Ryley Walker :: A Roundup

It’s been a busy decade for singer-songwriter Ryley Walker – is he the hardest working man in indie rock? Maybe. This year has been typically action-packed, even if he hasn’t released a new solo album. Below, check out a quick Ryley roundup. 

First, there’s Little Common Twist, Walker’s second collab with Chicago drummer Charles Rumback. The all-instrumental LP on Thrill Jockey kicks off in a beautiful pastoral mode, acoustic guitar rambling over a mellow groove. But it doesn’t stay there. Walker and Rumback dial in and space out on glitchy cut-up jams, slow-build soundscapes, and abstract harmonic-laced drifts. It’s all pretty fabulous, showcasing the impressive mind-meld these musicians share. The swelling closer “Worn and Held” is guaranteed to be one of the gently majestic things you’ll hear all year.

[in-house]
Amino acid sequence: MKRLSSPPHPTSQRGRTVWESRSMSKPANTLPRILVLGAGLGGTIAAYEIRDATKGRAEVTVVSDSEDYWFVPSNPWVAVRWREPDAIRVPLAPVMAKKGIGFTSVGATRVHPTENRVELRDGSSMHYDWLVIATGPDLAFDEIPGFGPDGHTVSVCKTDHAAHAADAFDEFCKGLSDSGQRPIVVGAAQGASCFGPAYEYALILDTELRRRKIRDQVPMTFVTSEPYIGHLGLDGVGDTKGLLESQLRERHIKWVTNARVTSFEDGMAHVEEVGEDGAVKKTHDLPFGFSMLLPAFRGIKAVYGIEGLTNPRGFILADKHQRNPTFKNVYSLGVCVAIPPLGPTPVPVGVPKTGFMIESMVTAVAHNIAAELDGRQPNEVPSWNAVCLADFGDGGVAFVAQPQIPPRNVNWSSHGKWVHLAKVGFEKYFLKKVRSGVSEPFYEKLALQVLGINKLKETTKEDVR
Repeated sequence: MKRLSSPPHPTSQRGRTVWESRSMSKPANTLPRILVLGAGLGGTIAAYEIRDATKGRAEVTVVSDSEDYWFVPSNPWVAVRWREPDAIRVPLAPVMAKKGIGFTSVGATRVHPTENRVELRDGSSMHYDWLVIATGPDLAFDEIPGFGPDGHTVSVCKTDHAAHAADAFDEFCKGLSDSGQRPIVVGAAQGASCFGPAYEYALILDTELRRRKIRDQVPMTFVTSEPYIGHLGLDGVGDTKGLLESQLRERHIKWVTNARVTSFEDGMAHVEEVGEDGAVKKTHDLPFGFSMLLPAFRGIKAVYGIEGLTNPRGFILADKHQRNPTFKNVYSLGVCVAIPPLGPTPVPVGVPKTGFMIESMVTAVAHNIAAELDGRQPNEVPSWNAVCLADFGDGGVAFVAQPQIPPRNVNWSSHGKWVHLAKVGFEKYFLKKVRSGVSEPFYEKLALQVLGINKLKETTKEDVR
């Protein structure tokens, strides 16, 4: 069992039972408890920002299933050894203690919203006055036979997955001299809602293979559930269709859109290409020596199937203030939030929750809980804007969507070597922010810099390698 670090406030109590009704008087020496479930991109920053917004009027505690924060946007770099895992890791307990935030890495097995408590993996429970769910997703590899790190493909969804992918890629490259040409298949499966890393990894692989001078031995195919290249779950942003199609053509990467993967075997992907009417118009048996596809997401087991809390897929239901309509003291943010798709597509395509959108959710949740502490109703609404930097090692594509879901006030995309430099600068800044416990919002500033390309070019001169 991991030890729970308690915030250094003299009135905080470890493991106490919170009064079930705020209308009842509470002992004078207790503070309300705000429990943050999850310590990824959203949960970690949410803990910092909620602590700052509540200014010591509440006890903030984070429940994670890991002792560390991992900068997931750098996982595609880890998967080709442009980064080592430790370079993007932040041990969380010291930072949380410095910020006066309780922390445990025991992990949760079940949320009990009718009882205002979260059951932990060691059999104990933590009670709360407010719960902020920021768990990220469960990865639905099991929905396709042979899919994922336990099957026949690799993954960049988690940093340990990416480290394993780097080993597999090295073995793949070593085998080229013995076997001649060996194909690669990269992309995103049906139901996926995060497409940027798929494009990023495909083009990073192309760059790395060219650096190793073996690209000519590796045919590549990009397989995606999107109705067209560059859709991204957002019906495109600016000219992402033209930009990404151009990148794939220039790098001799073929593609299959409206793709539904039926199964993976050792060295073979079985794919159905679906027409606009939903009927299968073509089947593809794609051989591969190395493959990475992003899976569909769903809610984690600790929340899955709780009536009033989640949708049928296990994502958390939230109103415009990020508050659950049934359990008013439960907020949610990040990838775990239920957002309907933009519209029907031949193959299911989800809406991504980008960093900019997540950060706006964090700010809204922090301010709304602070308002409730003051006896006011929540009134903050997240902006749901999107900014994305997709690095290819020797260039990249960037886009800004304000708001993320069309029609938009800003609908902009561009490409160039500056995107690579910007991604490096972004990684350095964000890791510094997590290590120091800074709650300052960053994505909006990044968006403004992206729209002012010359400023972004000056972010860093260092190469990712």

Next, we’ve got the latest edition of the Tompkins Square label’s long-running Imaginational Anthem series, which Ryley curated. These compilations have been traditionally focused on the American Primitive scene, and volume nine has a fair amount of classic fingerpicking (Eli Winter’s “Woodlawn Waltz” is particularly nice). But Walker plays it fast and loose with the concept, bringing in singer-songwriters (Dida Pelled’s charming cover of “Walkin’ My Cat Named Dog”) and winningly oddball pieces (the FX-laden “World of Objects” by Fire Toolz). Probably the most eclectic Imaginational Anthem collection yet — somehow, it all hangs together wonderfully. 

Finally! Dig Flops In New York, a live LP recorded by NYC Taper’s Jonas Blank in Brooklyn earlier this year, with Walker, Steve Gunn and drummer Ryan Jewell improvising their way to pure glory. A total blast, to say the least, with Gunn and Walker’s guitars twisting and tangling, tearing a hole in space and time, Jewell’s crazy rhythms providing a natural flow. Awesome. This one sold out of its very limited run very fast (you can still download it for free via NYC Taper), but Ryley may have copies of it on his merch table as he and Jewell open for Black Mountain around the country this month. Whichever way you hear it, you have to hear it. words / t wilcox

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